Among their specials for the day were two different Quiche. One had no onion so that is what Pat ordered. I know it had artichoke in it and cheese as well as other stuff; but I don’t recall the other stuff. I also have no idea what it cost. It was Pat’s turn to buy and I neglected to ask.
This is the half order of B&G Pat got for $6.
This is the Quiche Pat ordered, price not known. They give an option of salad or fruit. As you can see he opted for the greenery. A very nice looking salad with lots of Spring mix.
I was intrigued by their hash. It is made with smoked brisket. You can order it as a side for $4.75 or as a Not so Old School breakfast for $8.50; which is what I ordered. They have several bread choices for toasting as well as muffin and all come with house made berry jelly. What berries? Haven’t a clue but it was pretty good.
This was a very respectable hash. Big chunks of beef and potatoes cooked just right. Tender yet with enough texture to give your teeth something to do. The only minor flaw was my eggs were not quite over easy; more over medium. They worked out though. All I wanted was some yolk to mix in.
Since they make their own scratch biscuits I got one for an extra $1.75. It was very light and fluffy. One of the better biscuits I have had around town. In addition to the jelly they also make their own sausage. We thought it was quite good. Lightly spiced and tasty which made for an excellent taste. However there is just something about Ollie’s that makes their B&G; in my opinion; the best in town.
They also have an interesting lunch menu; which you can reach here:
When I get time I am going back to try lunch; hopefully soon. On a “side note” Zomato classifies this joint as a diner. Of course like with a lot of things Zomato does that is debatable.
About 2 years ago this place was doing business as Ma and Pa’s Diner. It was just sold and re-opened as Jimmy’s on August first. Pat goes by it regularly and told me about it last week. We decided to try it out with our buddy Jimmy, who has lunched with us a couple of times.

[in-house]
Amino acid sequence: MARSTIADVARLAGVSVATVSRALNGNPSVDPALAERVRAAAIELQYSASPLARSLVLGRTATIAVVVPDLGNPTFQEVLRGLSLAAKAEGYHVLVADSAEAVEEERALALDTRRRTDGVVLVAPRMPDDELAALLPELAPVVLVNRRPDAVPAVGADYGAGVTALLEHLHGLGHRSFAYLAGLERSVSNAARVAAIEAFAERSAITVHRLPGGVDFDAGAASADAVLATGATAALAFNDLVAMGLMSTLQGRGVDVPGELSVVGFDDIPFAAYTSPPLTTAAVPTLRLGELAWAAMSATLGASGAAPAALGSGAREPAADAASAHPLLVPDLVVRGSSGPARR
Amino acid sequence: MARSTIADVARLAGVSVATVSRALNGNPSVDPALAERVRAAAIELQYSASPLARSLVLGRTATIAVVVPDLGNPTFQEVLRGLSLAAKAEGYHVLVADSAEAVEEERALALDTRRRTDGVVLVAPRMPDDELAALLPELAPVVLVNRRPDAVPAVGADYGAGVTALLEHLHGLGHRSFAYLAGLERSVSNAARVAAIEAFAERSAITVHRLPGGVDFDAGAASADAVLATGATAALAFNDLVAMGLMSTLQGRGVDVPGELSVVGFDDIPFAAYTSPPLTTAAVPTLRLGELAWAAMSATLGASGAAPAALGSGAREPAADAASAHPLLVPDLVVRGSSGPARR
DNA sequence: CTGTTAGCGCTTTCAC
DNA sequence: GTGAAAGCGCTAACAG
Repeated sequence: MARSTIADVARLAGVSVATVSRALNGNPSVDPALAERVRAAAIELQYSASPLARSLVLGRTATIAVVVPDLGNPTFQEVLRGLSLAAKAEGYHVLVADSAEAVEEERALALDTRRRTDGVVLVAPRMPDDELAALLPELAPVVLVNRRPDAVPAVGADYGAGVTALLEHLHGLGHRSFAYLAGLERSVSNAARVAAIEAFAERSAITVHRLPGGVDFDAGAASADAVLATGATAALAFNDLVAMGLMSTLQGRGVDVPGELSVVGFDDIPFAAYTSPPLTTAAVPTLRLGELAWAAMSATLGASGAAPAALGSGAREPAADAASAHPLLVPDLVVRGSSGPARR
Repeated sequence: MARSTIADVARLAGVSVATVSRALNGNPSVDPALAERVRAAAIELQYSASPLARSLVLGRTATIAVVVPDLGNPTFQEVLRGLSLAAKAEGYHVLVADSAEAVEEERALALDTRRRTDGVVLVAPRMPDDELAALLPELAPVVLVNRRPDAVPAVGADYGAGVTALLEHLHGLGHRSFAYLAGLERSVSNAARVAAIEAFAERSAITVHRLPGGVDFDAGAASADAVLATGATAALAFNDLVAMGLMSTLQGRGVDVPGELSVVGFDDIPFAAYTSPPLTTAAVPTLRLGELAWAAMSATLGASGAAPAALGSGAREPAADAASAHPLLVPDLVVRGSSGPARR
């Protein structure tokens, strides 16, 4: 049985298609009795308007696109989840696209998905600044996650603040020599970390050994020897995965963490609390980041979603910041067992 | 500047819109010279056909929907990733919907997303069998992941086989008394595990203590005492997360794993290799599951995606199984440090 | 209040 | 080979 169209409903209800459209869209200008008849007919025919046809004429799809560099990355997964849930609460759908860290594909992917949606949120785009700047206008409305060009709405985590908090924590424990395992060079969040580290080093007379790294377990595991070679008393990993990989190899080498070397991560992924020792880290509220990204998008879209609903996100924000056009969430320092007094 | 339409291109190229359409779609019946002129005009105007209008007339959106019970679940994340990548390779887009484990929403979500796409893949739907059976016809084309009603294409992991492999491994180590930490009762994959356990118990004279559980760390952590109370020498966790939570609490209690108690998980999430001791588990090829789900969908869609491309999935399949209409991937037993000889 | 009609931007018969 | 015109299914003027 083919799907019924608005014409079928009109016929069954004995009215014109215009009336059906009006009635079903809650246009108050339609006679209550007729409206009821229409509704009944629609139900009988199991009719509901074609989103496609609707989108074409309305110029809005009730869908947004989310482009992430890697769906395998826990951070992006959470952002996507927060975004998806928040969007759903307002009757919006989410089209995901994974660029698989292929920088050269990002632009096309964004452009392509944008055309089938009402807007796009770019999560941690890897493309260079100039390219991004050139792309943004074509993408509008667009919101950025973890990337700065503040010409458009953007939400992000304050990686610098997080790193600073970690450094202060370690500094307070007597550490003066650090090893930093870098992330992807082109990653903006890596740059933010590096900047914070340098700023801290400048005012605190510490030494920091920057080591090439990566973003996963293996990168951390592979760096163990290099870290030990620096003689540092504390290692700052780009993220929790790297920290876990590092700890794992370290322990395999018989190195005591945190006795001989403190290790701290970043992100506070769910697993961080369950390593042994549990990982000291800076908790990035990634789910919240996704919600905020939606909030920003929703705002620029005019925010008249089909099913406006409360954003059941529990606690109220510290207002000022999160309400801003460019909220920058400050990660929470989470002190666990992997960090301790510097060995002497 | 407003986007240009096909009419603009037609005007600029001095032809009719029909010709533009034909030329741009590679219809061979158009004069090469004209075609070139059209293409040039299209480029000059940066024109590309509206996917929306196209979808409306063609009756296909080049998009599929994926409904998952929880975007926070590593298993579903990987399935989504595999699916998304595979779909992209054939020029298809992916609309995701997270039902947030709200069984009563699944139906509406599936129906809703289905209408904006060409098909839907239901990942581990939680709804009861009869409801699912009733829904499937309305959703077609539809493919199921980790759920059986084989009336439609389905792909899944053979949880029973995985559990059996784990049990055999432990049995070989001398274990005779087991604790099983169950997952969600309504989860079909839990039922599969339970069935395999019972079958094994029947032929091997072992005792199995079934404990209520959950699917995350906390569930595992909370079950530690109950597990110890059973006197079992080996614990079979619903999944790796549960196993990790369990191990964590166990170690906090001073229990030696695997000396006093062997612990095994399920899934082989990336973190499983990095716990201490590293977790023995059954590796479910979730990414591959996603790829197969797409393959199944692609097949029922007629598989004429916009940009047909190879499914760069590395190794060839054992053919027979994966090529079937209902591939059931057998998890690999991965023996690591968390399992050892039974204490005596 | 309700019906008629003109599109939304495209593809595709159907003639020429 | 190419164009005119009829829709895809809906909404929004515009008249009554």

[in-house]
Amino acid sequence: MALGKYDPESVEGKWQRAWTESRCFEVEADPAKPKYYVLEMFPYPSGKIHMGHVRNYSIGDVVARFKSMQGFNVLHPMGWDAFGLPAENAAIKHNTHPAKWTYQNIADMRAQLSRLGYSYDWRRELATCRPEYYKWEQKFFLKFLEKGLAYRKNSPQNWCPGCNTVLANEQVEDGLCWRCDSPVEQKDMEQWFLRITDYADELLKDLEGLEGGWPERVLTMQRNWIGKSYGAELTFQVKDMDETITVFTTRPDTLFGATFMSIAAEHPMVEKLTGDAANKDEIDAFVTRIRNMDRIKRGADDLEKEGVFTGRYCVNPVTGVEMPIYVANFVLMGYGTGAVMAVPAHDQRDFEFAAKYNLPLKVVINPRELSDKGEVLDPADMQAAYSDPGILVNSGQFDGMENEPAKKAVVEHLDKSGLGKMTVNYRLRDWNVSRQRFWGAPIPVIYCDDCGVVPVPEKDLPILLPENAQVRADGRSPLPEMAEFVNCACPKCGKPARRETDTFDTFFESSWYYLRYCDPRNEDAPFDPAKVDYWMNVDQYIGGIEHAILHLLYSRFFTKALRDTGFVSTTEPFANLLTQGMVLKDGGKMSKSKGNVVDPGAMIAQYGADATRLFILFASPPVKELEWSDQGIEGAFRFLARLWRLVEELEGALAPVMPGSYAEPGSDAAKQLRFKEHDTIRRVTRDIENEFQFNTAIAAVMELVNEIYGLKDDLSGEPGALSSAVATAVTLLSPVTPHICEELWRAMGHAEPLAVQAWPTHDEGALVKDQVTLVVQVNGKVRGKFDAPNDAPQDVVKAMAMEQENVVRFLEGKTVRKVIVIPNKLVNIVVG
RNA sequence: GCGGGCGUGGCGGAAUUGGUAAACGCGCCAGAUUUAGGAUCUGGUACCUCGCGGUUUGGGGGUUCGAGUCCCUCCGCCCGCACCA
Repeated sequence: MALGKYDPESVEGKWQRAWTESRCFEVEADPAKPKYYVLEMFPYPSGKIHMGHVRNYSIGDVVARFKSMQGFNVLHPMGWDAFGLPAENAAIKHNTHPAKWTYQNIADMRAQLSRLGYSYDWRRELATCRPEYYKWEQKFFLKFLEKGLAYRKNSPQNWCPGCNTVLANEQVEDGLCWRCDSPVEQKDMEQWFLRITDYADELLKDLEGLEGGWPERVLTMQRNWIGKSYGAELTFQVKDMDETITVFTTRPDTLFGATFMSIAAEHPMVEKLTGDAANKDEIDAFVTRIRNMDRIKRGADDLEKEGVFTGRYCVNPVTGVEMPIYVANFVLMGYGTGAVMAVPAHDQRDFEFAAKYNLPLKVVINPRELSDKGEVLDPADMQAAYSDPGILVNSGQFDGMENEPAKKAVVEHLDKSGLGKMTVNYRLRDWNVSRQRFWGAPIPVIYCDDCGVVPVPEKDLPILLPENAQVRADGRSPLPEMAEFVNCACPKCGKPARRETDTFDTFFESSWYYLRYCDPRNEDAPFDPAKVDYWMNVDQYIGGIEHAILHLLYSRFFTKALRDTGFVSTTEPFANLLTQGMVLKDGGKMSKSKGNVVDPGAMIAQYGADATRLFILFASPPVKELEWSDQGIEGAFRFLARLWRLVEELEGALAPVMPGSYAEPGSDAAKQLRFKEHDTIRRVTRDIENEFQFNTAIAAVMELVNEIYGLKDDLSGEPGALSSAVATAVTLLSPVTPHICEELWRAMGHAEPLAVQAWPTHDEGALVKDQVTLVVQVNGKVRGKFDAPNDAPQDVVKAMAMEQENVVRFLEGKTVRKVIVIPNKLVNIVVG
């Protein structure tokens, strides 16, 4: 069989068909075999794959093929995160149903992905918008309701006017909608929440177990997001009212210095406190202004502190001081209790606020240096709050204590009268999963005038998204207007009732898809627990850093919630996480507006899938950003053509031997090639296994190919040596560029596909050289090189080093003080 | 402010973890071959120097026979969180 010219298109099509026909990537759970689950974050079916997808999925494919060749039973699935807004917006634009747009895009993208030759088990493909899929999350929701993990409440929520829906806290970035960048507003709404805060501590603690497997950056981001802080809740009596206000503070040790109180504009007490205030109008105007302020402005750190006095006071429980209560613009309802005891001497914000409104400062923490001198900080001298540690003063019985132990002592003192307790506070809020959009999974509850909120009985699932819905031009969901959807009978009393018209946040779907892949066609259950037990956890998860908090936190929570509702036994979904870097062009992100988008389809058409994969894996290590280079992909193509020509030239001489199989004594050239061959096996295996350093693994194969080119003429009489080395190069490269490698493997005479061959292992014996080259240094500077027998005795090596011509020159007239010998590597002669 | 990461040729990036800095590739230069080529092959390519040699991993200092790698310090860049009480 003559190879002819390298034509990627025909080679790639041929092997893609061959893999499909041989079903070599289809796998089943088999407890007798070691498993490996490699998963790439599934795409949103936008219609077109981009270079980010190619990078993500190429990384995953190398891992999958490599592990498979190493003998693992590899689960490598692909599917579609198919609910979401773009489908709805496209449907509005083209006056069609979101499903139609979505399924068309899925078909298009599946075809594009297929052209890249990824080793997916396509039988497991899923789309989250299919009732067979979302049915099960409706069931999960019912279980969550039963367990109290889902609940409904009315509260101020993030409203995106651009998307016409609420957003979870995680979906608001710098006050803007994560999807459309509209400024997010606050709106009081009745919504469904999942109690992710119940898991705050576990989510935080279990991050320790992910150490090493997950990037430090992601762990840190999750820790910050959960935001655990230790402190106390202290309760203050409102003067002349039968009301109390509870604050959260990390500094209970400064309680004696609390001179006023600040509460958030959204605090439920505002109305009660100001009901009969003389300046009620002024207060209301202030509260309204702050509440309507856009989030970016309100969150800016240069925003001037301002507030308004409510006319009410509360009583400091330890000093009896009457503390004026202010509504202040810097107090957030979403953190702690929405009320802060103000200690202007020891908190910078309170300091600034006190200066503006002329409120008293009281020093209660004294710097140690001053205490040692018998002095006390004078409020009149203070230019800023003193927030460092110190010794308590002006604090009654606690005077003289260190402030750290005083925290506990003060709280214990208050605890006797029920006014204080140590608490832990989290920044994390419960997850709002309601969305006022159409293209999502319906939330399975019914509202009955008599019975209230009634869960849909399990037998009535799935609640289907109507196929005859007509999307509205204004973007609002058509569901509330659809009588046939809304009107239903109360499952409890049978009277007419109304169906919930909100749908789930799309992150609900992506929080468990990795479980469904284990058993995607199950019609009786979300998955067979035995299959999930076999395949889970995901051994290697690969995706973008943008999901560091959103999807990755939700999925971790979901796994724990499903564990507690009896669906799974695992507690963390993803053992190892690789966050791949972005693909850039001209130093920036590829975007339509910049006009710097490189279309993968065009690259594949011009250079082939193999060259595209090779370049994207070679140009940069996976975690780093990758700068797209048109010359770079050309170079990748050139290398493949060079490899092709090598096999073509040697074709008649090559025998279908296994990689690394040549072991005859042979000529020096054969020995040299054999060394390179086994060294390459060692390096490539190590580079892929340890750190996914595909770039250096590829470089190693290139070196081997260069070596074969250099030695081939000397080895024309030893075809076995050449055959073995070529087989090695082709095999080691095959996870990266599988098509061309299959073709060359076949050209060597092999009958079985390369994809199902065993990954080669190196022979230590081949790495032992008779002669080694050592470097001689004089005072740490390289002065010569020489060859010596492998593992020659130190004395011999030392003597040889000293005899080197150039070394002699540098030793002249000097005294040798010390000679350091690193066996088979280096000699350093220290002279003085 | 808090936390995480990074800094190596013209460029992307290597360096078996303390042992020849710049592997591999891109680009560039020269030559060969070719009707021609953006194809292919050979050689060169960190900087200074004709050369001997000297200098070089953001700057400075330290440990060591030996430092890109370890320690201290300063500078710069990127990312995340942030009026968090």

I didn’t make a copy of their menu and I honestly can’t remember too much of it. They serve breakfast all day and the menu starts out with JJ’s Special. Two bacon, 2 sausage, 2 eggs and potatoes. With a half order of biscuits and gravy and choice of pancakes,waffles or French toast for $9.75. That I remember. That and a double cheese burger and fries sell for $5.75 and on Fridays they have all you can eat Flounder for $14.
Pat couldn’t wait to try the B&G.
The biscuits and gravy were pretty good. A decent tasting gravy ( that could have used more sausage) over a ready-made biscuit. The pancakes were of the usual mix variety. Tasty but nothing to get overly excited about. The hardest thing for me to review are breakfast foods. Most biscuits are pre-made and the pancakes come from a mix. There are a few exceptions but this holds true for most joints. For breakfast the execution is everything. People are as finicky of their eggs as they are of their steaks. Most folks will let it slide over a med rare steak ending up more medium but don’t dare break the yolk on their over easy eggs. For my breakfast the preparation was flawless. The eggs were beautiful and the bacon had the proper crisp. As for the sausage I commented to the owner how I liked it and he told me that when he opened up he was using a fresh sausage but folks complained. They didn’t like the pinkness of the meat;so he went back to the pre-cooked patties the previous owner used.
As you can see the potatoes are crisp and brown. The other potato option was a home fry. If they are as crisp as these that would be the way to go.
Don’t expect anything fancy or pretentious here just expect some good cooking.